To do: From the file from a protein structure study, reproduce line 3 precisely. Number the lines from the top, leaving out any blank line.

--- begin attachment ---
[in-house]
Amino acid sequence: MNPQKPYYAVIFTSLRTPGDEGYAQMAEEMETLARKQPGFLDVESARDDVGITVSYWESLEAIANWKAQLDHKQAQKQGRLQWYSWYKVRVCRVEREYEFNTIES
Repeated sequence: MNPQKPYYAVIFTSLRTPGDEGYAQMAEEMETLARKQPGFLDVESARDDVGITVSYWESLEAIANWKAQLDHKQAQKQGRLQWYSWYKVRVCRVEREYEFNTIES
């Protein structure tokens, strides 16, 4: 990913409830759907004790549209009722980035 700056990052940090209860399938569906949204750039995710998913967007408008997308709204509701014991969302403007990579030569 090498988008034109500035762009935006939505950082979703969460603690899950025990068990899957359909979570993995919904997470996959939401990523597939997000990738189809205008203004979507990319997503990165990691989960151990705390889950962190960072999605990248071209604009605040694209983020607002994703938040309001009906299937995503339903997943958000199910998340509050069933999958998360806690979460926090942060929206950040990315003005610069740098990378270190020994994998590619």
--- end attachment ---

Repeated sequence: MNPQKPYYAVIFTSLRTPGDEGYAQMAEEMETLARKQPGFLDVESARDDVGITVSYWESLEAIANWKAQLDHKQAQKQGRLQWYSWYKVRVCRVEREYEFNTIES